- The Washington Times - Saturday, August 7, 2004

FROM COMBINED WIRE REPORTS

Democratic presidential nominee Sen. John Kerry said yesterday the restriction on stem-cell research imposed by President Bush was a triumph of ideology over science and “only adds to the loss and pain” of millions suffering from potentially curable diseases.

“At this very moment, some of the most pioneering cures and treatments are right at our fingertips, but because of the stem-cell ban, they remain beyond our reach,” Mr. Kerry said in his party’s weekly radio address.

He renewed a previous pledge to reverse Bush administration policies on stem cells if he wins the White House and said he would increase funding for stem-cell research by federal agencies.

“We’re going to listen to our scientists and stand up for science. We’re going to say yes to knowledge, yes to discovery and yes to a new era of hope for all Americans,” the Massachusetts senator said.

Mr. Bush announced strict limits three years ago on federal support for embryonic stem cell research, which many pro-lifers claim involves the taking of nascent human life.

In his radio address, Mr. Kerry pointed out that three years have passed since Mr. Bush announced on Aug. 9, 2001, that he would limit federal spending for stem-cell research to lines then in existence.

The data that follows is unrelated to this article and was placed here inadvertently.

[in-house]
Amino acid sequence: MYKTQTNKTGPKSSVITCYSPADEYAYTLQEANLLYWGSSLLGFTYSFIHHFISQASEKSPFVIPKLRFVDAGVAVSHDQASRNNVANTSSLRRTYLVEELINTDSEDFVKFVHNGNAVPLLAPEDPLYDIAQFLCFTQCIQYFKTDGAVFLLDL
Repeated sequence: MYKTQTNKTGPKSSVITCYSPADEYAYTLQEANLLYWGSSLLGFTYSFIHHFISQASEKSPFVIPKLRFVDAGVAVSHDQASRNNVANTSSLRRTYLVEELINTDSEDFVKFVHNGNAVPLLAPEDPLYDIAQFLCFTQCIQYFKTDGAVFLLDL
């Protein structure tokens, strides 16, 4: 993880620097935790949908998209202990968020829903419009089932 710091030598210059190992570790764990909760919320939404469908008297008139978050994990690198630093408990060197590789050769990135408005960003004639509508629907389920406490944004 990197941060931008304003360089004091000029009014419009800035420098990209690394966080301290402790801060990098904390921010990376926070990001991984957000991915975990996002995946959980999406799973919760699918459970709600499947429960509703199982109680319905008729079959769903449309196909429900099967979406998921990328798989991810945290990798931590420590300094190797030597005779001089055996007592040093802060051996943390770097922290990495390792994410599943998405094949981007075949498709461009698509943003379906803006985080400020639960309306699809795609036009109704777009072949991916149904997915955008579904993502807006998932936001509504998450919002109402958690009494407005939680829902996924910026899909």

“Those affected by this decision already mark so many hard anniversaries of their own,” he said. “Marking today’s anniversary only adds to the loss and the pain.”

Embryonic stem cells can morph into any cell of the body. Many scientists say that ability to transform opens the possibility of finding treatments or cures for conditions including diabetes, Alzheimer’s disease and Parkinson’s disease.

Many pro-lifers reject the use of embryonic stem cells for research because they come from human embryos a few days old. The embryo must be destroyed to obtain the stem cells, opposed by many people who consider life to begin at conception.

“In America, we don’t sacrifice science for ideology,” Mr. Kerry said. “People of good will and good sense can resolve the ethical issues without stopping lifesaving research.”

Mr. Bush, meanwhile, during his radio address yesterday, called new terrorism warnings in Washington and the New York area “grim reminders” of threats facing the United States, as he again defended his government’s decision to increase the threat alert level.

“The elevation of the threat level in New York, New Jersey and Washington, D.C., is a grim reminder of the dangers we continue to face,” Mr. Bush said in his weekly radio address.

The Bush administration’s decision to raise the terrorism alert at financial organizations in New York City, the District and New Jersey was criticized because of its reliance on 3-year-old intelligence.

Also in his address, Mr. Bush noted his decision last week to support the creation of a national intelligence overseer, a new position proposed in a report by the commission that investigated the September 11 attacks.

Mr. Bush was spending the weekend in Maine and attending his nephew’s wedding. Mr. Kerry, and his running mate, North Carolina Sen. John Edwards, pushed westward in a post-convention campaign swing that includes 22 states.

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